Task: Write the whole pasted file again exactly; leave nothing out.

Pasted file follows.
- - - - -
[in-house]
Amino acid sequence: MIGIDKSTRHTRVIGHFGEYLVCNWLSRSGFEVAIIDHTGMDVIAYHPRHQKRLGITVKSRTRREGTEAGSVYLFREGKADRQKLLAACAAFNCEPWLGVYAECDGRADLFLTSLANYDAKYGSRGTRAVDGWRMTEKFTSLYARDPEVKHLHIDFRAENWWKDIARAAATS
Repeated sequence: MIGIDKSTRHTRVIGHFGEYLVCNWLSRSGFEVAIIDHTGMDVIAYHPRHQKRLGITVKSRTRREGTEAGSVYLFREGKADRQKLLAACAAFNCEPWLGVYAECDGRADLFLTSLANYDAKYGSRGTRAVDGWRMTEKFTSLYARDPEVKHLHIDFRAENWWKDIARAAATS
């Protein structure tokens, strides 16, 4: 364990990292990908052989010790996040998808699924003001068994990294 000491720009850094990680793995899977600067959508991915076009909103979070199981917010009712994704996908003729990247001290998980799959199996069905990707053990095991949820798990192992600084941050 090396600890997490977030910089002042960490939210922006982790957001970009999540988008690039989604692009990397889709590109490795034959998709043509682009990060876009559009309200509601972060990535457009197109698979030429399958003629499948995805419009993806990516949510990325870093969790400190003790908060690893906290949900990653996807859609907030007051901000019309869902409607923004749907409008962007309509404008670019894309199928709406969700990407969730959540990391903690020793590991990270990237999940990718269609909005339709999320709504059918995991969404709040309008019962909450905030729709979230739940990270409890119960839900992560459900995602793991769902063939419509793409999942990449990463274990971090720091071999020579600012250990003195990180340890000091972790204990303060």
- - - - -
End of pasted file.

[in-house]
Amino acid sequence: MIGIDKSTRHTRVIGHFGEYLVCNWLSRSGFEVAIIDHTGMDVIAYHPRHQKRLGITVKSRTRREGTEAGSVYLFREGKADRQKLLAACAAFNCEPWLGVYAECDGRADLFLTSLANYDAKYGSRGTRAVDGWRMTEKFTSLYARDPEVKHLHIDFRAENWWKDIARAAATS
Repeated sequence: MIGIDKSTRHTRVIGHFGEYLVCNWLSRSGFEVAIIDHTGMDVIAYHPRHQKRLGITVKSRTRREGTEAGSVYLFREGKADRQKLLAACAAFNCEPWLGVYAECDGRADLFLTSLANYDAKYGSRGTRAVDGWRMTEKFTSLYARDPEVKHLHIDFRAENWWKDIARAAATS
């Protein structure tokens, strides 16, 4: 364990990292990908052989010790996040998808699924003001068994990294 000491720009850094990680793995899977600067959508991915076009909103979070199981917010009712994704996908003729990247001290998980799959199996069905990707053990095991949820798990192992600084941050 090396600890997490977030910089002042960490939210922006982790957001970009999540988008690039989604692009990397889709590109490795034959998709043509682009990060876009559009309200509601972060990535457009197109698979030429399958003629499948995805419009993806990516949510990325870093969790400190003790908060690893906290949900990653996807859609907030007051901000019309869902409607923004749907409008962007309509404008670019894309199928709406969700990407969730959540990391903690020793590991990270990237999940990718269609909005339709999320709504059918995991969404709040309008019962909450905030729709979230739940990270409890119960839900992560459900995602793991769902063939419509793409999942990449990463274990971090720091071999020579600012250990003195990180340890000091972790204990303060």